Where to buy canning jars

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wolram

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I think the Americans home can far more than we do in the UK, can you give me a clue to
what is the best cans to ues and where to buy?
 

wolram

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Cool, thanks Lowly.
 
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Do a little Googling for best prices. You want either Ball or Kerr mason jars (mason jar is a type, not a brand). You'll need a cooker, the glass jars, rubbers, lid rings, and lid domes.
 

wolram

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Great thanks guys, what type of things do you can, do you can meat ?
 

turbo

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Great thanks guys, what type of things do you can, do you can meat ?
Low-acid foods such as meat have to be processed in a pressure-cooker, not the typical water-bath canner. Failure to do a good job of processing can result in listeria, botulism, and other nasty stuff that like to grow in anaerobic environments.
 

wolram

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Low-acid foods such as meat have to be processed in a pressure-cooker, not the typical water-bath canner. Failure to do a good job of processing can result in listeria, botulism, and other nasty stuff that like to grow in anaerobic environments.
Yes we gleaned the bit about pressure cooker Turbo, i just needed to know the best place to buy jars etc from, and personal experiance to what cans well, one i would like to can is beef.
 

turbo

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We normally use Kerr and Ball canning jars. They come with lids and rings to retain the lids. The lids have a rubber seal on the lip that stay in contact with the rim of the jars, AND (most importantly), they have a slight convex curve in the center that "pops" down after processing to show that you have a proper vacuum seal. After removing the processed jars from the water bath canner, I place them on wire racks to cool, and eventually the lids all "pop" down. I don't know where you can get the best deal in the UK, but here in the states, you can often get canning jars in case-lots at hardware store and big garden stores like Agway. You should plan your purchases to avoid having to buy both sizes of lids and rings. I like wide-mouth canning jars because it's easy to load the food in. You can find wide-mouth canning jars in quart, pint, and smaller sizes. The next canning season, you'll only have to buy and store wide-mouth lids. The jars and rings last for years - only the lid inserts are disposable. If you go to a place with canning supplies, pick up a box of wide-mouth plastic lids, too. Once you have opened a jar of some food, toss the metal lid, put the ring someplace for storage, and re-cover the jar with a plastic lid before you stick it in the refrigerator. It's a minor convenience, but I find that the plastic lids do a good job and are less likely to stick to the jar if there is some kind of juice on the threads of the jar.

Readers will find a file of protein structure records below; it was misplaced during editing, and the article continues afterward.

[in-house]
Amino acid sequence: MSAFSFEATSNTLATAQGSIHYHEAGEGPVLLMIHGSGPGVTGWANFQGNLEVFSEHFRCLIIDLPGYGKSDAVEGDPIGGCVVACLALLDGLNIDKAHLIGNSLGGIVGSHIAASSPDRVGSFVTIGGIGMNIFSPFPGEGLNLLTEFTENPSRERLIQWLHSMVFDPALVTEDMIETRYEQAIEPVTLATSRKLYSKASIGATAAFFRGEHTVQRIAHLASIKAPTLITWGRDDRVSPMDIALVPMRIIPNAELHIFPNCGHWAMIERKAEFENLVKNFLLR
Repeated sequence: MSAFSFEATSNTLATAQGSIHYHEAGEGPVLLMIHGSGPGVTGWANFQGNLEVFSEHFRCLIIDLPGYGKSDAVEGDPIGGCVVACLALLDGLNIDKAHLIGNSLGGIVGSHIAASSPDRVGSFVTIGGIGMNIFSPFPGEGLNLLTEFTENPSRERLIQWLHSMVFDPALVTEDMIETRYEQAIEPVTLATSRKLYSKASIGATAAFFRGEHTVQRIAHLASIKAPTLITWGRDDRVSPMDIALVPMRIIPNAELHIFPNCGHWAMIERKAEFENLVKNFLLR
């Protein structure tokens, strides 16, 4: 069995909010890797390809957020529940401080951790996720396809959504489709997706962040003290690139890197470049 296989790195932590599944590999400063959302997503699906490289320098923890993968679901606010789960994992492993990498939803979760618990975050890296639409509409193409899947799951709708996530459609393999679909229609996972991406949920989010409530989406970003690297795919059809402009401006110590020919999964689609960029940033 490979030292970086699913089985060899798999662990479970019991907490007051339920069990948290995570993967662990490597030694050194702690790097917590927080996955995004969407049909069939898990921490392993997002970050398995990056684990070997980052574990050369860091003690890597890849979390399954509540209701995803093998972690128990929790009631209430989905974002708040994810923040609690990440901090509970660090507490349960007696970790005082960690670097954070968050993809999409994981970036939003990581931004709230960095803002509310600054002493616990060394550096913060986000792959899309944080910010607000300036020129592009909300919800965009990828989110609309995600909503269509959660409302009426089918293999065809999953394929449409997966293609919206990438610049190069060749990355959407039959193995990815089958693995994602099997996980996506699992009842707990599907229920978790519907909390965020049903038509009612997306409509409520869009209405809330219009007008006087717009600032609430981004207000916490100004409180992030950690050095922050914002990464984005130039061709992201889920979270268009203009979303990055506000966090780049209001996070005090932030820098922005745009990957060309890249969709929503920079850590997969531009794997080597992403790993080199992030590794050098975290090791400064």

Great thanks guys, what type of things do you can, do you can meat ?
Other suggestions: fruit (jams and spreads too), tomatoes, and pickled items (okra, cucumbers, banana peppers, cabbage).

I personally love pickled okra, although pickling at home sometimes causes the okra to be a bit slimy. (Still good though!)

A quick tip (briefly mentioned by an earlier poster): if the "pop" top is not down after the canning process is finished and the can is cooled, the jar is NOT sealed and obviously the food will not be preserved. (Unless you are using wax. I haven't done much wax canning.)
 

LowlyPion

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I personally love pickled okra, although pickling at home sometimes causes the okra to be a bit slimy. (Still good though!)
When is the mucous fruit not slimy? Yeech.

I think it's not slimy only after it's been scraped into the disposal.
 
Not slimy when battered and lightly fried. Not slimy in gumbo. (Yum)
 

LowlyPion

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Not slimy when battered and lightly fried. Not slimy in gumbo. (Yum)
Yeah well my Mother did a mean okra and tomatoes dish.

Mean ... because I had to eat some.

She was from the Salvidor Dali School of boiling vegetables. Who knew a carrot could be bent in two without breaking?
 
Who knew a carrot could be bent in two without breaking?
Haha! Poor you, I couldn't imagine eating soggy veggies unless they are actually in a stew or soup...
 

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